Both women surrendered to Kurdish forces in 2017 after ISIL lost its base in Raqqa city, where they lived. They told Reuters they spent two months in prison before being sent to a camp in the northeast.
Wielandt converted to Islam to marry Abouallal's brother in her teenage years. Both, Wielandt and Abouallal, left for Syria with their husbands and a baby each.
Their husbands died within a year and the two women returned to Belgium each pregnant with a second child in 2014.
But the women didn’t stay in Belgium for long. In 2015, they decided to return to Syria and both of them got remarried and had more children.
The sisters-in-law said they were ready to face punishment if they returned to Belgium.
"I don't even fight this. I made a mistake and I need to get punished for it," said Abouallal. "If I ever go back to Belgium, I hope they give me an injection or whatever to forget this whole part of our lives."
According to security sources, there are still 17 Belgian women and 32 children in Syria.
One-Third of Govt Jobs Set Aside For Women: HRC
JEDDAH — Saudi Arabia’s Human Rights Commission (HRC) has said that one third of all government jobs in the country are set aside for Saudi women.
The Justice Ministry and the Public Prosecution alone employed 4,495 women, Al-Madina Arabic newspaper said quoting an HRC report.
The report said all the government ministries and departments were making efforts to empower women, consolidate their rights and ensure their participation in the development process.
It said as many as 220 Saudi women have joined the Ministry of Justice since it opened the door for them last year.
The commission said women worked as social, Shariah and legal researchers, administrative assistants and computer program developers.
It said 418 Saudi women lawyers have obtained licenses to practice, adding that the number of licenses issued to women lawyers rose by 240 percent.
The commission said as many as 3,140 women lawyers were currently under training to obtain accreditation.
As many as 200 Saudi women work as lawyers in the Public Prosecution and about 300 work as administrators while 150 others are under training in various departments, it added.
The commission said, within efforts to empower women, a number of colleges and departments were opened for them at various universities offering programs in media studies, politics, engineering, law, among others.
It said the Ministry of Education has launched a number of initiatives to eradicate illiteracy among women in addition to introducing sports and cultural activities in schools and universities.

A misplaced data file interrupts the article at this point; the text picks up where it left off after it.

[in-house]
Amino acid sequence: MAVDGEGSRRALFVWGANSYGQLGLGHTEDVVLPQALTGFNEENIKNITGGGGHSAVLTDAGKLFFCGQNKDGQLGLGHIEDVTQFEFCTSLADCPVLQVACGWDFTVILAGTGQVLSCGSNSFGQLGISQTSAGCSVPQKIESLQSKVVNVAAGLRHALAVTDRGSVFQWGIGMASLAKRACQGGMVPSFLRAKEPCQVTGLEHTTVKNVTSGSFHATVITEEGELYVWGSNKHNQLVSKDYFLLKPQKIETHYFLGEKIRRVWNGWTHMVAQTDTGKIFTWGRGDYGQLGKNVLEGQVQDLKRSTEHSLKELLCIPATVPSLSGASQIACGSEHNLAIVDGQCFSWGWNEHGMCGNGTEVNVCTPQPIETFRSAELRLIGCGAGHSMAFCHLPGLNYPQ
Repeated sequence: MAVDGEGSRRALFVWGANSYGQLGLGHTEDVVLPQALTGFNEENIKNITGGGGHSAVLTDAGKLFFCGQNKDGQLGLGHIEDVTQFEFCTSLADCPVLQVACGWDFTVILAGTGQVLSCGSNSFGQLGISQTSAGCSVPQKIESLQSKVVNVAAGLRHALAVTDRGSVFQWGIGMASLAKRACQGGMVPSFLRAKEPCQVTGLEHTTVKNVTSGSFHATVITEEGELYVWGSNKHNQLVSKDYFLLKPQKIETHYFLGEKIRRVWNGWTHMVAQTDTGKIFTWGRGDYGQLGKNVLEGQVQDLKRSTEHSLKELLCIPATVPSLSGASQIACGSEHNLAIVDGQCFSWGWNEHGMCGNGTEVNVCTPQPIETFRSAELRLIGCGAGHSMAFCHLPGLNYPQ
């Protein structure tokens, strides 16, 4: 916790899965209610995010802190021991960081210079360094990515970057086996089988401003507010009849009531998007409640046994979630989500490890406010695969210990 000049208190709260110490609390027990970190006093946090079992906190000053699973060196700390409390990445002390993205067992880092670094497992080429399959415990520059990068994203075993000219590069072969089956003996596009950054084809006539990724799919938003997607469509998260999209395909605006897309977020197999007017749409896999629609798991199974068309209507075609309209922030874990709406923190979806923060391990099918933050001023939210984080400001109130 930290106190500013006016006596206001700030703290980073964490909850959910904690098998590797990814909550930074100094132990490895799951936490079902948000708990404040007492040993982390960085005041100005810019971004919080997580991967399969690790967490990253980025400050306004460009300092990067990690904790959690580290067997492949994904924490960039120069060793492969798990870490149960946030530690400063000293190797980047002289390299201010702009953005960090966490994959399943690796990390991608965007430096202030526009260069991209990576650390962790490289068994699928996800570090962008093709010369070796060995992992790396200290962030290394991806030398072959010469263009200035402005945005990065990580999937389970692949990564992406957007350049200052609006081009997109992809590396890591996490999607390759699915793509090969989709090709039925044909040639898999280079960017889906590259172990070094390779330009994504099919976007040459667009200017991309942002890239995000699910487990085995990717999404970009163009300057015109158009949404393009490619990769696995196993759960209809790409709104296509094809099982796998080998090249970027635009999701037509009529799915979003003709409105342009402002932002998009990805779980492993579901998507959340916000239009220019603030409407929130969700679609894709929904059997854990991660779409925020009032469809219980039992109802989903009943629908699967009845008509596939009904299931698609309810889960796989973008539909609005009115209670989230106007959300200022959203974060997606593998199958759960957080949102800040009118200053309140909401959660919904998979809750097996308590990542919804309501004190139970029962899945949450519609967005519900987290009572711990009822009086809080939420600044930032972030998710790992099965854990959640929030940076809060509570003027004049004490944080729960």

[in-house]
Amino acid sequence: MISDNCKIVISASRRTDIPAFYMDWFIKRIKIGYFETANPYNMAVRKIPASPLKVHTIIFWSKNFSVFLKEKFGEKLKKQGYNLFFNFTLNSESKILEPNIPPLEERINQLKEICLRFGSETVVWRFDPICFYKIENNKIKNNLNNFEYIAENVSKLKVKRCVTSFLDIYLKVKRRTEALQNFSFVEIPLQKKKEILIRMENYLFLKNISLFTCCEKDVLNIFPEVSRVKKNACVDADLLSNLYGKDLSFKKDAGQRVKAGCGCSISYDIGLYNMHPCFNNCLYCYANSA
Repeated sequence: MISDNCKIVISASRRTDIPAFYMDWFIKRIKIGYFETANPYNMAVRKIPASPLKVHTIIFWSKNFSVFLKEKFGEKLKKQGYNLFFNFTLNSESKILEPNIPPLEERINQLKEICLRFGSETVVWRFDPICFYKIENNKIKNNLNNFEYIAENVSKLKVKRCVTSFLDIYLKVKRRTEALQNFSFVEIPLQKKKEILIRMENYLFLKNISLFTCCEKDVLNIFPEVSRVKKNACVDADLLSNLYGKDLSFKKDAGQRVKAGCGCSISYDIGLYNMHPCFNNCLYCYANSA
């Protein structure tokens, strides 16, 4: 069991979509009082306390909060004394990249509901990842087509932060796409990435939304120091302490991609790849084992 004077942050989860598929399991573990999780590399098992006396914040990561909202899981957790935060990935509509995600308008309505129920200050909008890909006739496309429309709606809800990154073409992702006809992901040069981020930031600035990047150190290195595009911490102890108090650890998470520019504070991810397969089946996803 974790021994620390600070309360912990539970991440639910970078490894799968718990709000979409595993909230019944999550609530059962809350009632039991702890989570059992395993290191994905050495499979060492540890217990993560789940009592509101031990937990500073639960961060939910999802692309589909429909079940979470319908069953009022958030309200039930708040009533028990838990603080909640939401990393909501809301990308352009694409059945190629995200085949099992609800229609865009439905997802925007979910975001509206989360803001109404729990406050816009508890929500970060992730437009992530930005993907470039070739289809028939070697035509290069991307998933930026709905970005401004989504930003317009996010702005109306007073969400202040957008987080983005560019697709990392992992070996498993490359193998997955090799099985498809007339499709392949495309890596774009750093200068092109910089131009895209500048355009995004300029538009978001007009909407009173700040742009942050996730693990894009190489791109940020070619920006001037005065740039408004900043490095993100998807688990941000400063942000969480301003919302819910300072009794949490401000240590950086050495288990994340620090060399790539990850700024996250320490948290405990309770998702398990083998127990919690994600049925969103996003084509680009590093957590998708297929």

The commission said a large number of Saudi women were currently doing higher studies in international universities under the Scholarship Program of the Custodian of the Two Holy Mosques.
Justice Min, Prosecution employ 4,495 females
Various ministries and government departments are making efforts to empower women, consolidate their rights and ensure their participation in the development process.
Shaikha Jawaher Announces Women’s Summit Dates
March 10, 2019
Sharjah: The second edition of the Women’s Economic Empowerment Global Summit will be held on December 10-11 it was announced by Shaikha Jawaher Bint Mohammad Al Qasimi, wife of His Highness Dr Shaikh Sultan Bin Mohammad Al Qasimi, Supreme Council Member and Ruler of Sharjah; and Chairperson of NAMA Women Advancement Establishment (NAMA) on Sunday.
The summit is organised by NAMA in collaboration with UN Women and will be hosted in Sharjah.
The two-day event will build on the success of the first edition held in December 2017, and combine global efforts to ensure female inclusion in all sectors, to promote equal opportunities and contribute to advancing the women’s economic agenda within the 2030 Agenda of Sustainable Development.
“The subject of women’s inclusion and empowerment is increasingly gaining in importance during policy discussions in both public and private sectors worldwide,” said Shaikha Jawaher.
“These efforts have created a real opportunity for the world to enter an era of effective female-male partnerships and genuine equity. The only way to make the most of this opportunity is to create a world where we see women’s contributions as key to multifaceted development, encompassing the sociocultural, economic and human development – not just as an economic necessity.
“Women’s participation in the global economy can add $12 billion (Dh44 billion) to the world’s GDP and help eradicate high rates of unemployment and illiteracy. However, the goal of ensuring women the participatory rights they deserve goes beyond these figures. Equitable distribution of income and full utilisation of human capital in both advanced and developing communities will offer us all a major impetus in realising the UN Sustainable Development Goals by 2030.”